A new estimate of the strength of the magnetic field of the subatomic particle is consistent with the standard model of particle physics.
A new estimate of the strength of the magnetic field around the muon – a subatomic particle similar to but heavier than an electron – closes the gap between theory and experimental measurements and brings it in line with the standard model that has governed particle physics for decades.
A paper describing the research from an international research group is published today (April 7, 2021) in the journal Nature.
Twenty years ago, in an experiment at the Brookhaven National Laboratory, physicists discovered what appeared to be a discrepancy between the measurements of the muon’s “magnetic moment” – the strength of its magnetic field – and theoretical calculations of what that measurement should be, which increased the tantalizing possibility of physical particles or forces that have not yet been discovered. The new finding reduces this discrepancy, suggesting that muons magnetism is probably not mysterious at all. To achieve this result, instead of relying on experimental data, researchers simulated every aspect of their calculations from scratch – a task that requires massive supercomputer power.
“Most of the phenomena in nature can be explained by what we call the ‘standard model’ of particle physics,” said Zoltan Fodor, professor of physics at Penn State and head of the research team. “We can predict the properties of the particles extremely accurately based on this theory alone, so when theory and experiment do not match, we can get excited that we may have found something new, something beyond the standard model.”
For a discovery of new physics in addition to the standard model, there is agreement among physicists that the disagreement between theory and measurement must reach five sigma – a statistical measure corresponding to a probability of approx. 1 out of 3.5 million.
In the case of muon, measurements of its magnetic field deviated from the existing theoretical predictions by approx. 3.7 sigma. Exciting, but not enough to declare a discovery of a new breach of the rules of physics. So scientists set out to improve both the measurements and the theory in hopes of either reconciling theory and measurement or raising the sigma to a level that would allow the declaration of a discovery of new physics.
“The existing theory for estimating the strength of muon’s magnetic field was based on experimental electron-positron erasure measurements,” Fodor said. “To have a different approach, we used a fully verified theory that was completely independent of dependence on experimental measurements. We started with pretty basic equations and built the whole estimate from scratch. ”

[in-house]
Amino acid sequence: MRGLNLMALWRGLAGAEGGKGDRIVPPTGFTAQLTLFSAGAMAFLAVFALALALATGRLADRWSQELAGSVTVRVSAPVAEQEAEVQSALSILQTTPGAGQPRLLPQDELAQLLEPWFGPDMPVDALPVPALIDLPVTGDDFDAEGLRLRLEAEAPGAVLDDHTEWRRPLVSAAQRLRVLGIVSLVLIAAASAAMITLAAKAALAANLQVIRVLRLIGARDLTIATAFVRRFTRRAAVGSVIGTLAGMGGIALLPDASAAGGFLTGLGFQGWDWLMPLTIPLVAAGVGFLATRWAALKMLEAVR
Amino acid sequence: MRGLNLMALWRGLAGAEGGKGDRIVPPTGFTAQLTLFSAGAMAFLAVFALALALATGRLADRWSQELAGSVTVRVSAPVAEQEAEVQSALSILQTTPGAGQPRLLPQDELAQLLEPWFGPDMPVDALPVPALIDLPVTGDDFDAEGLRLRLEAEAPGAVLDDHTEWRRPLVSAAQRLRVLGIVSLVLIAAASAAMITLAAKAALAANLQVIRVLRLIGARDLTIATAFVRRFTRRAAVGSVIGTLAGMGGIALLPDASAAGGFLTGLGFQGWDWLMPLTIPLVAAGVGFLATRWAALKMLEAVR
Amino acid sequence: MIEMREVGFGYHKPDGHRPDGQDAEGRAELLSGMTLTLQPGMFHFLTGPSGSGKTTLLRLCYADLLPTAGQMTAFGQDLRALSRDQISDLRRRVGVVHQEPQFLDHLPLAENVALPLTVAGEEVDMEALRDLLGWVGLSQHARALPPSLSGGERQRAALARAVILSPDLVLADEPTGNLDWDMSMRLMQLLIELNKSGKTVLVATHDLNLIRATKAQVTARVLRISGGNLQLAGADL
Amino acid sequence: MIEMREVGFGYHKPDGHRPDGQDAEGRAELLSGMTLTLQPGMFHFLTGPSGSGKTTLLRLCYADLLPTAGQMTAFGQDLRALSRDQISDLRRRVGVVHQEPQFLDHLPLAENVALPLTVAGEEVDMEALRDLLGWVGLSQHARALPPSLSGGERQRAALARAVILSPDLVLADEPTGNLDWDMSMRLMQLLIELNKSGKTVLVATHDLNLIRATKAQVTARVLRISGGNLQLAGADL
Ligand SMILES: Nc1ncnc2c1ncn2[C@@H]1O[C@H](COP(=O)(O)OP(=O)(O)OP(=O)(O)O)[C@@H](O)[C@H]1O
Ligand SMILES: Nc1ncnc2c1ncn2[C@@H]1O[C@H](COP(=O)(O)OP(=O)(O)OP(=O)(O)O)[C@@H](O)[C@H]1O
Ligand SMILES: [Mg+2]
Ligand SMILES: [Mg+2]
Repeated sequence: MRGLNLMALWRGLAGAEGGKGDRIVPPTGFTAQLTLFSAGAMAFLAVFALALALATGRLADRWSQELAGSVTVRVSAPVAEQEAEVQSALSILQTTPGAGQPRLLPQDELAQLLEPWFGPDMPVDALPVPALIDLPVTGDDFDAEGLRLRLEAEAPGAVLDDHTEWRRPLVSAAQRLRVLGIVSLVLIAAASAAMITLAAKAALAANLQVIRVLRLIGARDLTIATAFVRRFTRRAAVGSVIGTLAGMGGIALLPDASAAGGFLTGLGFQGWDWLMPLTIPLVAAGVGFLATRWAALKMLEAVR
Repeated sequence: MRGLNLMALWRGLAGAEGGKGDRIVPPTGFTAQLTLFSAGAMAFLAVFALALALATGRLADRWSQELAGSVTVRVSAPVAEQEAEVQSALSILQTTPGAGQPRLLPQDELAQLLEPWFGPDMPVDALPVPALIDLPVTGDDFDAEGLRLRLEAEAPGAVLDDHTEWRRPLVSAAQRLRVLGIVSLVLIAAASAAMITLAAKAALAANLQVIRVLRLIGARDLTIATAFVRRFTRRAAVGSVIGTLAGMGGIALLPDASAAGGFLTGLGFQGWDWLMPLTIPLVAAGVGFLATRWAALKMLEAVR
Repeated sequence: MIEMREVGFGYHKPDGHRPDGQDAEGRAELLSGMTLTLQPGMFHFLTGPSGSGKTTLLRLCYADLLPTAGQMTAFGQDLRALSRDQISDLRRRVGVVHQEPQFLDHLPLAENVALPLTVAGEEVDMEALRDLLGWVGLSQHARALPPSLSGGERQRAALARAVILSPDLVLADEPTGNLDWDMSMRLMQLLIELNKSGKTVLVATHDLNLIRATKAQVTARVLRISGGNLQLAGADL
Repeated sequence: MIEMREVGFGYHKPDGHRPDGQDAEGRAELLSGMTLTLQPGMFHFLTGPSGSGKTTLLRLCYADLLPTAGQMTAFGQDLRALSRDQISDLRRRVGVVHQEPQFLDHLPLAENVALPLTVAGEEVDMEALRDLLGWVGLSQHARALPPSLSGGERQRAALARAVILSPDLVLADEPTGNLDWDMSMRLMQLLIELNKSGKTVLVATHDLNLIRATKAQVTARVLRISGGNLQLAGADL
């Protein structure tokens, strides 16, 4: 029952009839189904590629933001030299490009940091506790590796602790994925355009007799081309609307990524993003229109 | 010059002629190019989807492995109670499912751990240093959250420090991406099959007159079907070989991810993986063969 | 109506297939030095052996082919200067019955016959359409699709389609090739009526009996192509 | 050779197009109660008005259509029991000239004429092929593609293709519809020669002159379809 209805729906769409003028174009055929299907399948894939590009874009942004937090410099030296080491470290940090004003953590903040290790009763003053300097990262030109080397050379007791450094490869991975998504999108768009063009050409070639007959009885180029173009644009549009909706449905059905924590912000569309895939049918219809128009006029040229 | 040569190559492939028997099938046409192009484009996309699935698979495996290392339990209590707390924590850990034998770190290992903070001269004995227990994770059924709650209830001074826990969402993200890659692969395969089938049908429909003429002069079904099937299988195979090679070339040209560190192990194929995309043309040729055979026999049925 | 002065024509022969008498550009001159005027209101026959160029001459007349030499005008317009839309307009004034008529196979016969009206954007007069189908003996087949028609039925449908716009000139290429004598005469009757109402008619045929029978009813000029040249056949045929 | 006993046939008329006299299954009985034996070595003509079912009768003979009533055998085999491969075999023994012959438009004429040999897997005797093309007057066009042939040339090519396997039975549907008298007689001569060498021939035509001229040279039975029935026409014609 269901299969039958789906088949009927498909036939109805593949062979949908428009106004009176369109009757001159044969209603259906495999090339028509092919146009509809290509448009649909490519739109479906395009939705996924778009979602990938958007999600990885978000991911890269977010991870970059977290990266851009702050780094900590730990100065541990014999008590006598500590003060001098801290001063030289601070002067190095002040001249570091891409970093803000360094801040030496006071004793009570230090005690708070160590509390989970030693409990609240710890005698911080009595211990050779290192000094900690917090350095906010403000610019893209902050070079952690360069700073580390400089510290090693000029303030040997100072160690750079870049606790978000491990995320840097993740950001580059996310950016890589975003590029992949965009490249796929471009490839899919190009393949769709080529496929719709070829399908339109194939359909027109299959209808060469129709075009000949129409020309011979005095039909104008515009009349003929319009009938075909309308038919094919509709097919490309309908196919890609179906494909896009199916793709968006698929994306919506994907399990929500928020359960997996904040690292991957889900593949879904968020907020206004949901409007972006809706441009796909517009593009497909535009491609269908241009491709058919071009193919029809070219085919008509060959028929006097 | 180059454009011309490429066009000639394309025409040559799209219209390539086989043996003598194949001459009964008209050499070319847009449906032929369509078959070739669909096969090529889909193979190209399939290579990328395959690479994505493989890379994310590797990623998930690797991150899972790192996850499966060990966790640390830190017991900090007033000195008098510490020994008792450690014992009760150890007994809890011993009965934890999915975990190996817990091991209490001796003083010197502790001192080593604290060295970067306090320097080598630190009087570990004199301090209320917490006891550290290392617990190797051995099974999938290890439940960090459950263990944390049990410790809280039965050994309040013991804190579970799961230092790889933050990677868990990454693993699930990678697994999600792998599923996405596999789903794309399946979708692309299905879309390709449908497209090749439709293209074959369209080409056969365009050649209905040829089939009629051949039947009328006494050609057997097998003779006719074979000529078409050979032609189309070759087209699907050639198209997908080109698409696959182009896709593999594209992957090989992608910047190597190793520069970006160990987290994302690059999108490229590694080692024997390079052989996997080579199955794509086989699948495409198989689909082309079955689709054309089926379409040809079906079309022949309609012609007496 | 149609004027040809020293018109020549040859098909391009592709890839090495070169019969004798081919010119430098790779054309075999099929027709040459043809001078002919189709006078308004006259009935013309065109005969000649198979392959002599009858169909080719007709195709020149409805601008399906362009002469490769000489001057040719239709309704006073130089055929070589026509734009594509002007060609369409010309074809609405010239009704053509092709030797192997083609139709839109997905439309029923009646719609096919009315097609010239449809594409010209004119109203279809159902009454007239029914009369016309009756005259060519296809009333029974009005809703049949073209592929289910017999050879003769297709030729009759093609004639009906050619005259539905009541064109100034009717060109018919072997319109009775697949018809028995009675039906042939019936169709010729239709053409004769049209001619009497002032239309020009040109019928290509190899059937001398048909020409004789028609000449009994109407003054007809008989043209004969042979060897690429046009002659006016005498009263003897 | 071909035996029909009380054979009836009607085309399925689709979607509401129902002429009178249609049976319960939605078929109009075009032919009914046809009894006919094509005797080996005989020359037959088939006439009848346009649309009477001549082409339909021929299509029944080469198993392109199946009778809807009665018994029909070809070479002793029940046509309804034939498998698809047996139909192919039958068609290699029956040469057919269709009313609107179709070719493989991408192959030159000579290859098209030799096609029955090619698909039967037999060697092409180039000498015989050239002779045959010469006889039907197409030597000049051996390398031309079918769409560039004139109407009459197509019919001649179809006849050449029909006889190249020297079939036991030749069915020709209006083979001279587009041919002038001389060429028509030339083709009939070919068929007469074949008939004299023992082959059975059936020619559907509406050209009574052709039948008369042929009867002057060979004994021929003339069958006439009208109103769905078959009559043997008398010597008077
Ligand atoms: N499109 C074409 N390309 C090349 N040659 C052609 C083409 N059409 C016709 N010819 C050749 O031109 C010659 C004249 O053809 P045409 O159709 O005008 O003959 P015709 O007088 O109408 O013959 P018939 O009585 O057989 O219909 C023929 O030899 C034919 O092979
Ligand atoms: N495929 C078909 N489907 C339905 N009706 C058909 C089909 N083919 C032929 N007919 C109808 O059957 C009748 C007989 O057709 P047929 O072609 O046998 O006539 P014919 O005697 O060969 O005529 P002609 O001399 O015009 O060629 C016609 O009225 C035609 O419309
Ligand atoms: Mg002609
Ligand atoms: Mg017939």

The new calculations required hundreds of millions of CPU hours at several supercomputer centers in Europe and brought the theory back in line with measurement. However, the story is not over yet. New, more accurate experimental measurements of muons magnetic moment are expected soon.
“If our calculations are correct and the new measurements do not change history, it seems that we do not need any new physics to explain the muon’s magnetic moment – it follows the rules of the standard model,” said Fodor. “Although the prospect of new physics is always enticing, it is also exciting to see theory and experiment adjust. It demonstrates the depth of our understanding and opens up new opportunities for exploration. ”
The excitement is far from over.
“Our result needs to be cross-checked by other groups and we expect them to,” Fodor said. “Furthermore, our findings mean that there is a tension between the previous theoretical results and our new ones. This discrepancy must be understood. In addition, the new experimental results may be close to old ones or closer to the previous theoretical calculations. We have many years of excitement ahead of us. ”
Reference: “Leading hadronic contribution to muon magnetic moment from lattice QCD” by Sz. Borsanyi, Z. Fodor, JN Guenther, C. Hoelbling, SD Katz, L. Lellouch, T. Lippert, K. Miura, L. Parato, KK Szabo, F. Stokes, BC Toth, Cs. Torok and L. Varnhorst, April 7, 2021, Nature.
DOI: 10.1038 / s41586-021-03418-1
In addition to Fodor, the research group includes Szabolcs Borsanyi, Jana N. Guenther, Christian Hoelbling, Sandor D. Katz, Laurent Lellouch, Thomas Lippert, Laurent Lellouch, Kohtaroh Miura, Letizia Parato, Kalman K.Szabo, Finn Stokes, Balint C Toth, Csaba Torok, Lukas Varnhorst.
Participating institutions include Penn State, University of Wuppertal, Germany; Jülich Supercomputing Center in Germany; Eötvös University in Budapest, Hungary; University of California, San Diego; the University of Regensburg in Germany; Aix Marseille Univ, University of Toulon in Marseille, France; Helmholtz Institute Mainz in Germany; Kobayashi-Maskawa Institute for the Origin of Particles and the Universe, Nagoya University in Japan.
The research was funded by the German Research Foundation (DFG); the German Federal Ministry of Education and Research (BMBF) the Hungarian National Agency for Research, Development and Innovation and the Excellence Initiative of Aix-Marseille, a French Investissements d’Avenirf program through the Chaire d’Excellence initiative and the Laboratoire d’Excellence.